Ānanda was the cousin of the Buddha who later served him for twenty-five years as his personal attendant. He was the son of Amṛtodana, the brother of Buddha’s father, king Shuddhodana. According to sources, he was 37 years old when he, his brother Anuruddha and his cousin Devadatta and many other Sakyan nobles followed the Buddha enter into “homelessness” as a monk.
He was renowned for his perfect recall and thereby was able to recite all the sutra teachings of the Buddha at the first council held after the Buddha’s mahāparinirvāṇa. The Buddha also referred to him several times as “the guardian of the Dharma”.
According to traditional sources, after his first twenty years of teaching the Buddha selected Ānanda as his personal attendant. Ānanda requested several conditions upon accepting this role. The first four conditions were that the Buddha should never give him any of the food or the robes that he was offered. He also insisted that he should not be given any special accommodation nor have to accompany the Buddha when he accepted invitations to people’s homes. Ananda requested these four conditions because he did not want people to think that he was serving the Buddha out of a desire for material gain.
The last four conditions reflected his desire to help in the promotion of the Dharma. These conditions were: that if he was personally invited to a meal, he could transfer the invitation to the Buddha; that if people came from outlying areas to see the Buddha, he would have the privilege of introducing them; that if he had any doubts about the Dharma, he should be able to talk to the Buddha about them at any time and that if the Buddha gave a discourse in his absence, he would later repeat it in his presence. This last condition made it possible for Ānanda to recite all the discourses, or sutras flawlessly.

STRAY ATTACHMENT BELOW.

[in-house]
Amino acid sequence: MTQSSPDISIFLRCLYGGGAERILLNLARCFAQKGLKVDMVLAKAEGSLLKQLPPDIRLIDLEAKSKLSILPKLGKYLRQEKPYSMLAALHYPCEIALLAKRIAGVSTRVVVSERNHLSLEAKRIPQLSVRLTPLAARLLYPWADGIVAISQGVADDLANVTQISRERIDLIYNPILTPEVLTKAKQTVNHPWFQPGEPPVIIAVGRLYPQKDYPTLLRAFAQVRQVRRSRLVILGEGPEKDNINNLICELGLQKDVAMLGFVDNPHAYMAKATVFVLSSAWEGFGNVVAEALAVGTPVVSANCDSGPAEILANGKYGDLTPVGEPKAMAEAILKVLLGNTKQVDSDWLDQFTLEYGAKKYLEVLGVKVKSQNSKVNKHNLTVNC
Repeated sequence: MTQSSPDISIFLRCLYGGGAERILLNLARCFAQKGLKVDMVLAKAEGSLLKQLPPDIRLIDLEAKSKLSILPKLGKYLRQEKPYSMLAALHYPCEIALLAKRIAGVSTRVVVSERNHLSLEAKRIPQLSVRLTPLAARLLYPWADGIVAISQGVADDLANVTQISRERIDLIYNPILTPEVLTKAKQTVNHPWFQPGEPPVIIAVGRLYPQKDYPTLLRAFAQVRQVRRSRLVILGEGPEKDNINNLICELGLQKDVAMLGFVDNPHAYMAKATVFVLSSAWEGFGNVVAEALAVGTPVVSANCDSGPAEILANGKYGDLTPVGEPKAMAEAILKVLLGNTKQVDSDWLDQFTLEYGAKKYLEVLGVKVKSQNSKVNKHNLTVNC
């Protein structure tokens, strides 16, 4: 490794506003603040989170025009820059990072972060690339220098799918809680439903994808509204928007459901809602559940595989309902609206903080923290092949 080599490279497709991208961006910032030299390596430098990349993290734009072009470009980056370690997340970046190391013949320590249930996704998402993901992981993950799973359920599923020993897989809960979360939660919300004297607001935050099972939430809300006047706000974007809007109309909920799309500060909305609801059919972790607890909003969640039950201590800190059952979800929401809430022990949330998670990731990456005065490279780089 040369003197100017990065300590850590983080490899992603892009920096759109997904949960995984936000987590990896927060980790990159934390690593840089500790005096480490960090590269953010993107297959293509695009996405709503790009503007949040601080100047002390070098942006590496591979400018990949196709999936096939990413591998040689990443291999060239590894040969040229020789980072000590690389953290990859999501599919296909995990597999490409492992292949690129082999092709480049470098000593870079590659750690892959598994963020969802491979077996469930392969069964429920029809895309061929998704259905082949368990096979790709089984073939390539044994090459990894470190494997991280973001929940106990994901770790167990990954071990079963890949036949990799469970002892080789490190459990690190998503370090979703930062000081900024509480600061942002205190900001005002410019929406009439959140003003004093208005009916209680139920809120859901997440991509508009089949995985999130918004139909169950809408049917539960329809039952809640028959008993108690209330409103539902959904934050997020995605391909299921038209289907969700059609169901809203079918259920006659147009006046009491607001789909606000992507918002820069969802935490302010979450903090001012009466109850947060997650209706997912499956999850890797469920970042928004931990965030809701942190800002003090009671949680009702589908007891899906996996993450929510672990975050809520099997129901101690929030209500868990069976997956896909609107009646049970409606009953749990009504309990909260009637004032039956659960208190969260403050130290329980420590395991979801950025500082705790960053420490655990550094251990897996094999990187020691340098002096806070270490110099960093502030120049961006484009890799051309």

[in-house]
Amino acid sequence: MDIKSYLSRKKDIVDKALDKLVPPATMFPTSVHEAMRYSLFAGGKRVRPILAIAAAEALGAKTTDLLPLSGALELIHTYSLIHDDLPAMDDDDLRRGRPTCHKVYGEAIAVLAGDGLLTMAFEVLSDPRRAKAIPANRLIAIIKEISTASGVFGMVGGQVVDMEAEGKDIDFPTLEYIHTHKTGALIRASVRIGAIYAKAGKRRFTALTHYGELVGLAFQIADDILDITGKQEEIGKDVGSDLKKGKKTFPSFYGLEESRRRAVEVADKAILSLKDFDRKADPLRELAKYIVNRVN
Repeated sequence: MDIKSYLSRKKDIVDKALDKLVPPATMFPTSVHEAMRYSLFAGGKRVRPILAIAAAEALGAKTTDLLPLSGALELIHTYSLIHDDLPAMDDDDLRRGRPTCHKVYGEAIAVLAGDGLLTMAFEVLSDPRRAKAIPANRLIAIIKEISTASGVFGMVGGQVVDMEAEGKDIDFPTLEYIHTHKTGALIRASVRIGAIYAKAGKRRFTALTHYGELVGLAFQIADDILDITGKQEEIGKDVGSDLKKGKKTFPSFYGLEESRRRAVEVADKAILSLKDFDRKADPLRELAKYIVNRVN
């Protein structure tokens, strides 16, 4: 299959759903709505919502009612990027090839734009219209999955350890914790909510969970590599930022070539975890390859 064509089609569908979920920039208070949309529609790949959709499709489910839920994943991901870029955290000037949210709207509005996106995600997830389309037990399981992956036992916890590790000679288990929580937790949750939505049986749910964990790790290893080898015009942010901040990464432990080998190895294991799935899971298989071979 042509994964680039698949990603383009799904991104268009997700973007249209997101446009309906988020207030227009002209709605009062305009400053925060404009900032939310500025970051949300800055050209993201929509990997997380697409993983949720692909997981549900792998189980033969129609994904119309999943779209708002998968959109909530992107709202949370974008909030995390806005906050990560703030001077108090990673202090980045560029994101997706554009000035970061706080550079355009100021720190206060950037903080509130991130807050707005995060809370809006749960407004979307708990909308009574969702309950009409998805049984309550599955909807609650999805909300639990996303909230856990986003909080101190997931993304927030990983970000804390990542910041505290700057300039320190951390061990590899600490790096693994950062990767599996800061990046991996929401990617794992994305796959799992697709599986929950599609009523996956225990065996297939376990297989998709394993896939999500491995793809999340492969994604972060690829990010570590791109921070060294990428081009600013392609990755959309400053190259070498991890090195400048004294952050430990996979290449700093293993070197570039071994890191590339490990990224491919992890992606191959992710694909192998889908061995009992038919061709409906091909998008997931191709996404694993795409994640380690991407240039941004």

Ānanda played a crucial role in advocating for the establishment of the order of bhikkhunīs/ bhikṣuṇī or nuns. He thrice requested permission on behalf of the Buddha’s foster-mother Mahāpajāpati Gotamī to allow her and a large group of followers to be ordained. After agreeing to some additional strictures, the Buddha acquiesced.
Ānanda also played an important role in developing the cult of the Bodhi tree throughout the Buddhist world. In the Kāliṅgabodhi Jātaka story, Ānanda received permission directly from the Buddha to plant a Bodhi tree in the Jetavana grove to give people the chance to pay their respects to the Buddha. This tree, a sapling miraculously sprouted from the original Bodhi Tree in Bodh Gaya, became known as the “Ānanda Bodhi Tree”. The Ānanda Bodhi Tree is said to still exist at the ruins of Jetavana, Sāvatthi, in India. Bodhi tree shrines quickly multiplied around Asia, and are active as focal points for veneration and offerings in many monastic compounds to this day as a reminder of the Buddha’s enlightenment.
In the Pali Mahaparinibbana Sutta, the Buddha praises Ānanda to all the monks during their final assembly:
Then the Blessed One addressed the bhikkhus, saying: “Bhikkhus, the Blessed Ones, Arahants, Fully Enlightened Ones of times past also had excellent and devoted attendant bhikkhus, such as I have in Ananda. And so also, bhikkhus, will the Blessed Ones, Arahants, Fully Enlightened Ones of times to come.